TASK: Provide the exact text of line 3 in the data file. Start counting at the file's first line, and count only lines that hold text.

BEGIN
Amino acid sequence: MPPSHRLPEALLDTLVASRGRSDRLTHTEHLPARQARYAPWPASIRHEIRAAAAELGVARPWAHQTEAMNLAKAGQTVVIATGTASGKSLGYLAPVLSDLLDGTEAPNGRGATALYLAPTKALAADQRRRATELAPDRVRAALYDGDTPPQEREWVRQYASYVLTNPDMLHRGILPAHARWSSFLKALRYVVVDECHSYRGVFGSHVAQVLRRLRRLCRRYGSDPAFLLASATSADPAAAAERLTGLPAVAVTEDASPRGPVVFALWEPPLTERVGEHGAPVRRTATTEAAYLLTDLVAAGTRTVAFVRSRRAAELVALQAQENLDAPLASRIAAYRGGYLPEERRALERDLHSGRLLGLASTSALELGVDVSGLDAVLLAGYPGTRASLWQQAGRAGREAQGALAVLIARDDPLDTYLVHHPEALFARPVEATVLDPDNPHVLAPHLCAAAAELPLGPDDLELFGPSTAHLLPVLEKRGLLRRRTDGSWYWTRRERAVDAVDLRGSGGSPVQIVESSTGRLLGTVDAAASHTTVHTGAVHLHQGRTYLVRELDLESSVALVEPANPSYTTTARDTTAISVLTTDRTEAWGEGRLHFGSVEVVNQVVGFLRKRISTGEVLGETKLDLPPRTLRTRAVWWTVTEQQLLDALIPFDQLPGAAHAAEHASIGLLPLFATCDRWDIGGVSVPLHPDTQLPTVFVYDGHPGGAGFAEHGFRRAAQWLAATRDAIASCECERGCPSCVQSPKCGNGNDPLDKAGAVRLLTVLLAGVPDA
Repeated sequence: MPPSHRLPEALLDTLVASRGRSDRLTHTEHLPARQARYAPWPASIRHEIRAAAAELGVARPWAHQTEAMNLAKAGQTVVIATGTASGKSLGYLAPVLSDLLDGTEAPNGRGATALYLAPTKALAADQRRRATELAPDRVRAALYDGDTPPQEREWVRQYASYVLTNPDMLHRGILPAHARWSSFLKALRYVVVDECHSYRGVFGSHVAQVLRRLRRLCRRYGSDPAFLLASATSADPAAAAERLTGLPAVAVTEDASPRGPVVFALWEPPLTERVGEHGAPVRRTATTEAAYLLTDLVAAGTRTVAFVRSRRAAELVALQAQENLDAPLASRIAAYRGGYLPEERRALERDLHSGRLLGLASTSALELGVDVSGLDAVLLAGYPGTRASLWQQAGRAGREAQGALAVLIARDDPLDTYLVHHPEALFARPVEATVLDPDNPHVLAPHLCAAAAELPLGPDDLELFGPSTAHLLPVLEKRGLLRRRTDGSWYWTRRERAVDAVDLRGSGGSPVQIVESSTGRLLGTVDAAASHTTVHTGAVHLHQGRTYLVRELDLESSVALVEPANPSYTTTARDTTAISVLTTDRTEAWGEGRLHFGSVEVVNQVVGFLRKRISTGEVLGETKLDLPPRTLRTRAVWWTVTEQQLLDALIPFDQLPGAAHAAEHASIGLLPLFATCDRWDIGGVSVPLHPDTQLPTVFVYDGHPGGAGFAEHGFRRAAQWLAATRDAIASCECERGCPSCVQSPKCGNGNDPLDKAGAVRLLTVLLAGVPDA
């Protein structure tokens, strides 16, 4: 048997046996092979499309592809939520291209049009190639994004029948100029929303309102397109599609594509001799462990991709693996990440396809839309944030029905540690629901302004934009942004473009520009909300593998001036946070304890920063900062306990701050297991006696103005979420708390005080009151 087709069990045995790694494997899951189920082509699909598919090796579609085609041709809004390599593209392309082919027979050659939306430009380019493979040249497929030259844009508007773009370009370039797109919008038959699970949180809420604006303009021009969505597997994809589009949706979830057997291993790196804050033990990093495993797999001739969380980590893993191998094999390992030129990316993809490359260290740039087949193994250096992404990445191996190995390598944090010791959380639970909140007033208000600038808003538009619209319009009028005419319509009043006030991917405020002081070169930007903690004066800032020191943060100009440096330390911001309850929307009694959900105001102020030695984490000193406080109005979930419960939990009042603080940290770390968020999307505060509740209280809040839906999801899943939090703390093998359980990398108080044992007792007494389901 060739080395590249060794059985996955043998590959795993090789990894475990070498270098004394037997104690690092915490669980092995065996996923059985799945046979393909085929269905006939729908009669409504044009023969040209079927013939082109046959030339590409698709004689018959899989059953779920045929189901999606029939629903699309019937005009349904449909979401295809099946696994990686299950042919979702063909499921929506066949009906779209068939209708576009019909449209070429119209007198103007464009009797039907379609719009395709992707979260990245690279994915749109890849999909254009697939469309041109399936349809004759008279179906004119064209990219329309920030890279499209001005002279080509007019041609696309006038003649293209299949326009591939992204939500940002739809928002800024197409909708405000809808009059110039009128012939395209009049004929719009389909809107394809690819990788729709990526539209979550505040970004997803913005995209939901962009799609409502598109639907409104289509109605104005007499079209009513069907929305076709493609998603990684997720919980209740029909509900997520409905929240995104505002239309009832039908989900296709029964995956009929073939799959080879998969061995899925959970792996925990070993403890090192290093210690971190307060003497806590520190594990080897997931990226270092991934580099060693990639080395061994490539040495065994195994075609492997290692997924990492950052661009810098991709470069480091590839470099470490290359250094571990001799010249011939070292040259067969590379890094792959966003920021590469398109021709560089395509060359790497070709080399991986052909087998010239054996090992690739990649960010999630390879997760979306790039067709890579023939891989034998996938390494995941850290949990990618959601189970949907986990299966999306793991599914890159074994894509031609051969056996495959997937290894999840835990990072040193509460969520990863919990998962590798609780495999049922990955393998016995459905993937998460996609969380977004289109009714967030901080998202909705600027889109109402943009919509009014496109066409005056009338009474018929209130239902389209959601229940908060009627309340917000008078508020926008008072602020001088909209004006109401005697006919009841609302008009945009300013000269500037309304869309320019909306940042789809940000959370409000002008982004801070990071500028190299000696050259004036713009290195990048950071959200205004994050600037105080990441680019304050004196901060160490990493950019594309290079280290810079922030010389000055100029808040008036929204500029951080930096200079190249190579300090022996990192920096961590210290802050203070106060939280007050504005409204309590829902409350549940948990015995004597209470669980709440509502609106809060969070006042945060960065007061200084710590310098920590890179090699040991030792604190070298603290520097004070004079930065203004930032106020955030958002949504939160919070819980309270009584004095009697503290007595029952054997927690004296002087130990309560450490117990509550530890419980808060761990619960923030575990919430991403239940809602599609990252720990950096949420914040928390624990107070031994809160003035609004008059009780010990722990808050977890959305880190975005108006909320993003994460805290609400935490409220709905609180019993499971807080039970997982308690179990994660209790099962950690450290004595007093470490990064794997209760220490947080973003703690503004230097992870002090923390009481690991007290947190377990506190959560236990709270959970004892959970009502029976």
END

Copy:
């Protein structure tokens, strides 16, 4: 048997046996092979499309592809939520291209049009190639994004029948100029929303309102397109599609594509001799462990991709693996990440396809839309944030029905540690629901302004934009942004473009520009909300593998001036946070304890920063900062306990701050297991006696103005979420708390005080009151 087709069990045995790694494997899951189920082509699909598919090796579609085609041709809004390599593209392309082919027979050659939306430009380019493979040249497929030259844009508007773009370009370039797109919008038959699970949180809420604006303009021009969505597997994809589009949706979830057997291993790196804050033990990093495993797999001739969380980590893993191998094999390992030129990316993809490359260290740039087949193994250096992404990445191996190995390598944090010791959380639970909140007033208000600038808003538009619209319009009028005419319509009043006030991917405020002081070169930007903690004066800032020191943060100009440096330390911001309850929307009694959900105001102020030695984490000193406080109005979930419960939990009042603080940290770390968020999307505060509740209280809040839906999801899943939090703390093998359980990398108080044992007792007494389901 060739080395590249060794059985996955043998590959795993090789990894475990070498270098004394037997104690690092915490669980092995065996996923059985799945046979393909085929269905006939729908009669409504044009023969040209079927013939082109046959030339590409698709004689018959899989059953779920045929189901999606029939629903699309019937005009349904449909979401295809099946696994990686299950042919979702063909499921929506066949009906779209068939209708576009019909449209070429119209007198103007464009009797039907379609719009395709992707979260990245690279994915749109890849999909254009697939469309041109399936349809004759008279179906004119064209990219329309920030890279499209001005002279080509007019041609696309006038003649293209299949326009591939992204939500940002739809928002800024197409909708405000809808009059110039009128012939395209009049004929719009389909809107394809690819990788729709990526539209979550505040970004997803913005995209939901962009799609409502598109639907409104289509109605104005007499079209009513069907929305076709493609998603990684997720919980209740029909509900997520409905929240995104505002239309009832039908989900296709029964995956009929073939799959080879998969061995899925959970792996925990070993403890090192290093210690971190307060003497806590520190594990080897997931990226270092991934580099060693990639080395061994490539040495065994195994075609492997290692997924990492950052661009810098991709470069480091590839470099470490290359250094571990001799010249011939070292040259067969590379890094792959966003920021590469398109021709560089395509060359790497070709080399991986052909087998010239054996090992690739990649960010999630390879997760979306790039067709890579023939891989034998996938390494995941850290949990990618959601189970949907986990299966999306793991599914890159074994894509031609051969056996495959997937290894999840835990990072040193509460969520990863919990998962590798609780495999049922990955393998016995459905993937998460996609969380977004289109009714967030901080998202909705600027889109109402943009919509009014496109066409005056009338009474018929209130239902389209959601229940908060009627309340917000008078508020926008008072602020001088909209004006109401005697006919009841609302008009945009300013000269500037309304869309320019909306940042789809940000959370409000002008982004801070990071500028190299000696050259004036713009290195990048950071959200205004994050600037105080990441680019304050004196901060160490990493950019594309290079280290810079922030010389000055100029808040008036929204500029951080930096200079190249190579300090022996990192920096961590210290802050203070106060939280007050504005409204309590829902409350549940948990015995004597209470669980709440509502609106809060969070006042945060960065007061200084710590310098920590890179090699040991030792604190070298603290520097004070004079930065203004930032106020955030958002949504939160919070819980309270009584004095009697503290007595029952054997927690004296002087130990309560450490117990509550530890419980808060761990619960923030575990919430991403239940809602599609990252720990950096949420914040928390624990107070031994809160003035609004008059009780010990722990808050977890959305880190975005108006909320993003994460805290609400935490409220709905609180019993499971807080039970997982308690179990994660209790099962950690450290004595007093470490990064794997209760220490947080973003703690503004230097992870002090923390009481690991007290947190377990506190959560236990709270959970004892959970009502029976």